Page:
I had an estimate today from a local hvac company, and they figured
that a 60,000 btu furnace should replace my 105,000 btu furnace. it
is in a double family, brick constructed home that was built in 1949.
The furnace is working fine, I just thought i might get a replacement
estimate before it breaks down.
Does this sound reasonable? he took measurements of all the windows,
and walls, and got a reading for what walls/ceilings were insulated
and came up with this estimate. it does seem like he did a good job,
but i am wondering if i am being bamboozled, or if long ago they just
slammed too many btu's into housing units.
Thanks for the comments. Let me know if you need more information for
this to make sense.
Ask the guy if he'll replace it if it isn't big enough. If he says yes,
that's good enough. If he has a good reputation, he'll stand behind his
word. Remember, the next 6 contractors you get to look at it will tell you
to get a 105MBH heater because most consumers are scared of going lower.
I come up with numbers like that all the time, especially when new windows
and insulation was added since the old furnace was installed. With a smaller
furnace, your heat is going to be more even as long as there's enough CFM,
but newer blowers are usually more powerful. Consumers almost always think
"bigger is better". I just tell the people that if it isn't big enough, I'll
pull it out and put in a bigger one at no charge. Haven't had to do that
Very good point, yes he gave a 100% warranty/guarantee. If i dont
like it for any reason he said he would replace it or give the money
back. You are right about the cfm, but funny thing is the fan looks
just about identical to the fan i have in my primary residence, and
that furnace was installed in 1981.
You are lucky , it looks like you got someone honest that knows his
trade the first time, 99% of what I see here is no load calc questions.
I had 110000 btu and super insulated on 1800 sq ft in zone 5, to -15f,
and my last load calc was 50000 btu. Insulate to optimal, not just code
and you will require even less. With your smaller unit you will now heat
more evenly and short cycle less.
Well, part of it is that the BTU is input. If you are using a higher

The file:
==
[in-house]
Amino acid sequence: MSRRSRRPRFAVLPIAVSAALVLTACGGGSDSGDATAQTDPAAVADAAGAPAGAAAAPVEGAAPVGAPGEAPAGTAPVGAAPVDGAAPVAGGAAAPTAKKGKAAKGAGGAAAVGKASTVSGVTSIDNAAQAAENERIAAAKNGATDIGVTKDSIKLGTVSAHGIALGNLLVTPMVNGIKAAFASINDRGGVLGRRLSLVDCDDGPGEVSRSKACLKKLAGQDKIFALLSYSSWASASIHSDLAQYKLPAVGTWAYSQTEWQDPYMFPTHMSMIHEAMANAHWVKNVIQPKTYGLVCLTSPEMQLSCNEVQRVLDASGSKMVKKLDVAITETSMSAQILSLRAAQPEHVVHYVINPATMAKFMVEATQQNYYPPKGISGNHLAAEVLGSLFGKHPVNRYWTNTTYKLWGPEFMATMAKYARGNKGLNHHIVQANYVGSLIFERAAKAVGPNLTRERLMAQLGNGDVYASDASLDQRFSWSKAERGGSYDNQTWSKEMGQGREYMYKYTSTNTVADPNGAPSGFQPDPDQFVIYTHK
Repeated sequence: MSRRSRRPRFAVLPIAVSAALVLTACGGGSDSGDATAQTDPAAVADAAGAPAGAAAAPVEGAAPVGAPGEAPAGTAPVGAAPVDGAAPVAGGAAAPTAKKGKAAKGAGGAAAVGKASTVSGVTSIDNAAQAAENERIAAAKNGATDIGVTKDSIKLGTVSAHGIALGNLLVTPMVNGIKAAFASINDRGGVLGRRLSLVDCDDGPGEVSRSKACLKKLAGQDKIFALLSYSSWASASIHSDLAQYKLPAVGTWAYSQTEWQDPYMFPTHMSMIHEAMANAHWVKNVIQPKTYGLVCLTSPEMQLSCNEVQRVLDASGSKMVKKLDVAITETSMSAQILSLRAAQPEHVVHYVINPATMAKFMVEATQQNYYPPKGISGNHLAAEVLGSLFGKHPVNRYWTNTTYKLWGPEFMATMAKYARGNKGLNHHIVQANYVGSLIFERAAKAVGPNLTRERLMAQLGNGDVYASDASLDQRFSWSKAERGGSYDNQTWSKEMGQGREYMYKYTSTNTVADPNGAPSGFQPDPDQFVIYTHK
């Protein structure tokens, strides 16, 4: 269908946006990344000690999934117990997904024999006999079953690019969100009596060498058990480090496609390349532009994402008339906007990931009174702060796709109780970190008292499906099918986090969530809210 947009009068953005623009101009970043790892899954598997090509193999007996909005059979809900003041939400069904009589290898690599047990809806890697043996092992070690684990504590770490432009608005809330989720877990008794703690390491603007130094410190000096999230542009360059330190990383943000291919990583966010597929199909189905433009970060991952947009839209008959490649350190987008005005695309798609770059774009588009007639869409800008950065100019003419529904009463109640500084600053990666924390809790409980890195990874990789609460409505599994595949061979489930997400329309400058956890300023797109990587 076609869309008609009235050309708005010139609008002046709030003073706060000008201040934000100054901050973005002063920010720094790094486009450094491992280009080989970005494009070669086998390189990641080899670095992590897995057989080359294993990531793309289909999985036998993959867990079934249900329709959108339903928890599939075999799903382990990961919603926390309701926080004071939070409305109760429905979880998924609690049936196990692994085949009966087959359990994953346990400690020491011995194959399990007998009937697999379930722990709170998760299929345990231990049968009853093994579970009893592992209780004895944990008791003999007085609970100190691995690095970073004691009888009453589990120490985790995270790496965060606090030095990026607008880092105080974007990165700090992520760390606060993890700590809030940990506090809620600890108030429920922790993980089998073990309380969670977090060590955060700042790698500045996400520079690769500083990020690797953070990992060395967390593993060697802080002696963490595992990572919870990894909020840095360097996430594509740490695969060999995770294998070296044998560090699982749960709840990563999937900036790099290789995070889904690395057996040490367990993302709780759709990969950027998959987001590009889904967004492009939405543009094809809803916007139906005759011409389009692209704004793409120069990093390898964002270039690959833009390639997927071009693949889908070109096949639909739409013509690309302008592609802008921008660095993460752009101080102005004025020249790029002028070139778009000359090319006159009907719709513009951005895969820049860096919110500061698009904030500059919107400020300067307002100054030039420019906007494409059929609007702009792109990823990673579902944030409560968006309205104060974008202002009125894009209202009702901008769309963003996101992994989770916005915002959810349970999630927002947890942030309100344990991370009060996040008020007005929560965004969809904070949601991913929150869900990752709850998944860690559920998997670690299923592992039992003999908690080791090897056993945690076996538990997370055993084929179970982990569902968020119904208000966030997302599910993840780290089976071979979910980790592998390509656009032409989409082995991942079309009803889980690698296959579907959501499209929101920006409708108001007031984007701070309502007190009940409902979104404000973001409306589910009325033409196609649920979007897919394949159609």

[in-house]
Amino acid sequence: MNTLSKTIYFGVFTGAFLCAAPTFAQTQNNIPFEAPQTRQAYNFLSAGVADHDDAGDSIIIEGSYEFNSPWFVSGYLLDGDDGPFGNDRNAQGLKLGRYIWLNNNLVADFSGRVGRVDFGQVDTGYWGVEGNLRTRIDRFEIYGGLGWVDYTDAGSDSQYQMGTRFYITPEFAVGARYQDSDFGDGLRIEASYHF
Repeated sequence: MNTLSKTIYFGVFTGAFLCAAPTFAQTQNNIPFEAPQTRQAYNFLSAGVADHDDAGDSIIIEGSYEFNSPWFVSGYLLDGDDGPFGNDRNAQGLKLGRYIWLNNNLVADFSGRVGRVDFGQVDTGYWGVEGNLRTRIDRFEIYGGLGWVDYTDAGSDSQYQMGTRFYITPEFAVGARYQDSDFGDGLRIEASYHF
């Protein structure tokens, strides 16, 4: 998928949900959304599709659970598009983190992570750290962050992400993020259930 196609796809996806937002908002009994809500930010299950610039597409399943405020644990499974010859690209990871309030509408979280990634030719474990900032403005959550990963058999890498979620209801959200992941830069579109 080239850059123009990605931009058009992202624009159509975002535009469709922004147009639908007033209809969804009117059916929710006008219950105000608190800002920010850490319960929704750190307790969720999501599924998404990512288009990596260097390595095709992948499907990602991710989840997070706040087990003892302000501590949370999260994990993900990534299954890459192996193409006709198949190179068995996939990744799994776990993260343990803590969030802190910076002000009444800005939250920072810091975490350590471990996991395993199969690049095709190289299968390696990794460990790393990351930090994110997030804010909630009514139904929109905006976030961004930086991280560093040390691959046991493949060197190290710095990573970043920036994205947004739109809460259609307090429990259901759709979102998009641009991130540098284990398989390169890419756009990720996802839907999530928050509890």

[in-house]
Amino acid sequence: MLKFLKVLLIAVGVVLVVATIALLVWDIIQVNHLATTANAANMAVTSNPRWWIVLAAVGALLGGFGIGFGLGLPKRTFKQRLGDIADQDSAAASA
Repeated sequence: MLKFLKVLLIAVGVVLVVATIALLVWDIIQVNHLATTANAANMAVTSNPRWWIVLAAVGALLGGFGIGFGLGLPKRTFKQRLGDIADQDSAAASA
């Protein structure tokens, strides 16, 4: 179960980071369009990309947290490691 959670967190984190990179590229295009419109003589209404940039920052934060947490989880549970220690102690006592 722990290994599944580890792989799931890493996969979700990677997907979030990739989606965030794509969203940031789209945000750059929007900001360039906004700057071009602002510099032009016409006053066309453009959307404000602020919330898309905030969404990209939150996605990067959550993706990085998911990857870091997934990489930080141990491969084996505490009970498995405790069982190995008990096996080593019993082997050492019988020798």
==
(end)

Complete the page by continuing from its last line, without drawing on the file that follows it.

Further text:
efficiency unit (and I assume you are) the BTU capacity should be lower.
Should it be 1/3 lower? Probably not, but it is possible that the builder
just put the same unit in every house and yours was smaller than most.
Or maybe you insulated or improved the windows since 1949?
Since 1949 there probably had been added insulation, new windows, storm
doors, etc.; and new more efficient furnace designs. Yes, it was quite
common to go bigger as it was cheap back then. If your furnace cycles
frequently, that is a sign of over capacity.
Everyone here is wrong, dead wrong so far. Make sure you get a dual stage
furnace which measures 80% of the existing BTU output.
Most of the hvacs are crooks and will promiss the sun and stars and leave
you stranded. It is far better to overproportion the heater than under.
Conventional furnaces deliver a burst of cold rushing air when they turn on,
a dual stage applies even, consistant heat. The house will be warmer,
tennants content and the fuel bill will be far lower due to the absense of
A dual capacity unit is a good idea, but will still not compensate for
oversizing . Have the contractor do the job. It was not uncommon in
1949 to oversize by a factor of 2 or 3.
Fish, it sounds like you found a gem of a contractor. Don't let him
Slim Bastard is wrong, I never could get the house within 5 degrees in
several rooms with a 110000 btu unit , going to a 47000 low fire on a 2
stage got me temps to within 2 degrees. I atribute this to longer
running. Also Slimy, It is even heat, no hot blasts and less short
cycling. Short cycling doesnt allow rated efficiency to be realised
since warm up periods dont give full efficiency, it is also harder on
the equipment. This of course is for a furnace, Boilers are another
how long does the furnace you have now run on the coldest days to wamr
if it has to run only about 50% of the time on the coldest days then
you are probably ok getting a smaller one...
if your present furnace has to run 100% of the time on the coldest days
to keep the house warm, then a smaller unit may not deliver enough heat
on the coldest days...
just figure a furnace with 1/2 the output will run about twice as long
as your present unit...
HomeOwnersHub.com is a website for homeowners and building and maintenance pros. It is not affiliated with any of the manufacturers or service providers discussed here.
All logos and trade names are the property of their respective owners.